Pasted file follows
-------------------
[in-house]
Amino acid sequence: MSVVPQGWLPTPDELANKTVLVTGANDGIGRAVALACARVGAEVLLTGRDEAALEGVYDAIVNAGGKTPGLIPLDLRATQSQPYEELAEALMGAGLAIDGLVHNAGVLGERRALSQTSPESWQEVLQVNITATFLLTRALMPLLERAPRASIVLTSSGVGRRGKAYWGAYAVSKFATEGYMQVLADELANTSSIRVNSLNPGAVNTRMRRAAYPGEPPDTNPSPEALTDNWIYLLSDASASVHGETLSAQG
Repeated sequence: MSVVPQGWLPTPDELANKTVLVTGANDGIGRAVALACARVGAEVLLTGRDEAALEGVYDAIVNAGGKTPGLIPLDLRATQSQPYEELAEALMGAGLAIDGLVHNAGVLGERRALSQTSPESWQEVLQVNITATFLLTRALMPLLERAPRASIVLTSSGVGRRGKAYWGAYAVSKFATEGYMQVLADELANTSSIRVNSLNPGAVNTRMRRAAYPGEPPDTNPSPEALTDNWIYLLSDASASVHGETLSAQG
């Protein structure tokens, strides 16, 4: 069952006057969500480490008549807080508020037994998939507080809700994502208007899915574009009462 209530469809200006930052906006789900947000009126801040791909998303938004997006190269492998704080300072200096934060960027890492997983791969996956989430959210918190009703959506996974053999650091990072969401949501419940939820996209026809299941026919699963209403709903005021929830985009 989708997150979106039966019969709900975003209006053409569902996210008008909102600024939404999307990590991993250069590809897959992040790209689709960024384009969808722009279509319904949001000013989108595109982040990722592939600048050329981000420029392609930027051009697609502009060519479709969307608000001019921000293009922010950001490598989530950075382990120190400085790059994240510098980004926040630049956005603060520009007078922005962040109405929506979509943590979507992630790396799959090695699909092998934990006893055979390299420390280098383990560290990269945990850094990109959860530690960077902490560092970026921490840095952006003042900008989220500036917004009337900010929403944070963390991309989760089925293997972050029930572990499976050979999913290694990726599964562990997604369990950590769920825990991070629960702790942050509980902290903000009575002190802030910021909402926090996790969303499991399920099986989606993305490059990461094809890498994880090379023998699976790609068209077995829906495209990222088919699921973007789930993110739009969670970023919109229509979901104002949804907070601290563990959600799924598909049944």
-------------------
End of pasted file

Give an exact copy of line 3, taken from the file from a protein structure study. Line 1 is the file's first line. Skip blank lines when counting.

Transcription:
Repeated sequence: MSVVPQGWLPTPDELANKTVLVTGANDGIGRAVALACARVGAEVLLTGRDEAALEGVYDAIVNAGGKTPGLIPLDLRATQSQPYEELAEALMGAGLAIDGLVHNAGVLGERRALSQTSPESWQEVLQVNITATFLLTRALMPLLERAPRASIVLTSSGVGRRGKAYWGAYAVSKFATEGYMQVLADELANTSSIRVNSLNPGAVNTRMRRAAYPGEPPDTNPSPEALTDNWIYLLSDASASVHGETLSAQG